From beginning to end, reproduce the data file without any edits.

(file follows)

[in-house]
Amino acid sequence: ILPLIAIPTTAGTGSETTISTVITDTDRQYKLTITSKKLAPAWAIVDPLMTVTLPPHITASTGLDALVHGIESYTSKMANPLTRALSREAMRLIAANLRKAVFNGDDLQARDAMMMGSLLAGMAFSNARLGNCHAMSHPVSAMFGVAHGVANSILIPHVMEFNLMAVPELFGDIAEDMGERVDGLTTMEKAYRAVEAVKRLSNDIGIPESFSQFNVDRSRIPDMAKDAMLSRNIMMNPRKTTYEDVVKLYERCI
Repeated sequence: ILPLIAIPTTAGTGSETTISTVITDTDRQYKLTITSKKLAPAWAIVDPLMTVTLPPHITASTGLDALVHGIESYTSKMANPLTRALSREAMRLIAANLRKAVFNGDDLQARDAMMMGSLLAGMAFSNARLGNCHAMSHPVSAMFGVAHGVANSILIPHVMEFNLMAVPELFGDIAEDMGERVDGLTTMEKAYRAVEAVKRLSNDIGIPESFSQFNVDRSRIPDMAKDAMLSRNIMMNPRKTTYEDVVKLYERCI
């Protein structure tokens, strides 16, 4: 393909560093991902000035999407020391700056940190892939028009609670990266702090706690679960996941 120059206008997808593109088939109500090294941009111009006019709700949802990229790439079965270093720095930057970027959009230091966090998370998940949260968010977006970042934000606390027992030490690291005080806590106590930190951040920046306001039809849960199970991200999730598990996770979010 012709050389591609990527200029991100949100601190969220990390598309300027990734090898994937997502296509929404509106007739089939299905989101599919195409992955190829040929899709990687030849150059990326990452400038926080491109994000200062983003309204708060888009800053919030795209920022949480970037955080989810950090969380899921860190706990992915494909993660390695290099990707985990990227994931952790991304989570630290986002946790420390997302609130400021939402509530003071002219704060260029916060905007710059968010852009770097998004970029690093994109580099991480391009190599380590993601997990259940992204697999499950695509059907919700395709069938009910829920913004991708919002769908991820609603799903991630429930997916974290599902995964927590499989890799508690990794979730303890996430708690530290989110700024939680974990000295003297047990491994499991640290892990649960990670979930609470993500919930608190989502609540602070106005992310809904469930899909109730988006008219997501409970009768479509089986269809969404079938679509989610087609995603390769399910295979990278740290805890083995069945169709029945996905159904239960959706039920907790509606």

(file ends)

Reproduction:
[in-house]
Amino acid sequence: ILPLIAIPTTAGTGSETTISTVITDTDRQYKLTITSKKLAPAWAIVDPLMTVTLPPHITASTGLDALVHGIESYTSKMANPLTRALSREAMRLIAANLRKAVFNGDDLQARDAMMMGSLLAGMAFSNARLGNCHAMSHPVSAMFGVAHGVANSILIPHVMEFNLMAVPELFGDIAEDMGERVDGLTTMEKAYRAVEAVKRLSNDIGIPESFSQFNVDRSRIPDMAKDAMLSRNIMMNPRKTTYEDVVKLYERCI
Repeated sequence: ILPLIAIPTTAGTGSETTISTVITDTDRQYKLTITSKKLAPAWAIVDPLMTVTLPPHITASTGLDALVHGIESYTSKMANPLTRALSREAMRLIAANLRKAVFNGDDLQARDAMMMGSLLAGMAFSNARLGNCHAMSHPVSAMFGVAHGVANSILIPHVMEFNLMAVPELFGDIAEDMGERVDGLTTMEKAYRAVEAVKRLSNDIGIPESFSQFNVDRSRIPDMAKDAMLSRNIMMNPRKTTYEDVVKLYERCI
């Protein structure tokens, strides 16, 4: 393909560093991902000035999407020391700056940190892939028009609670990266702090706690679960996941 120059206008997808593109088939109500090294941009111009006019709700949802990229790439079965270093720095930057970027959009230091966090998370998940949260968010977006970042934000606390027992030490690291005080806590106590930190951040920046306001039809849960199970991200999730598990996770979010 012709050389591609990527200029991100949100601190969220990390598309300027990734090898994937997502296509929404509106007739089939299905989101599919195409992955190829040929899709990687030849150059990326990452400038926080491109994000200062983003309204708060888009800053919030795209920022949480970037955080989810950090969380899921860190706990992915494909993660390695290099990707985990990227994931952790991304989570630290986002946790420390997302609130400021939402509530003071002219704060260029916060905007710059968010852009770097998004970029690093994109580099991480391009190599380590993601997990259940992204697999499950695509059907919700395709069938009910829920913004991708919002769908991820609603799903991630429930997916974290599902995964927590499989890799508690990794979730303890996430708690530290989110700024939680974990000295003297047990491994499991640290892990649960990670979930609470993500919930608190989502609540602070106005992310809904469930899909109730988006008219997501409970009768479509089986269809969404079938679509989610087609995603390769399910295979990278740290805890083995069945169709029945996905159904239960959706039920907790509606």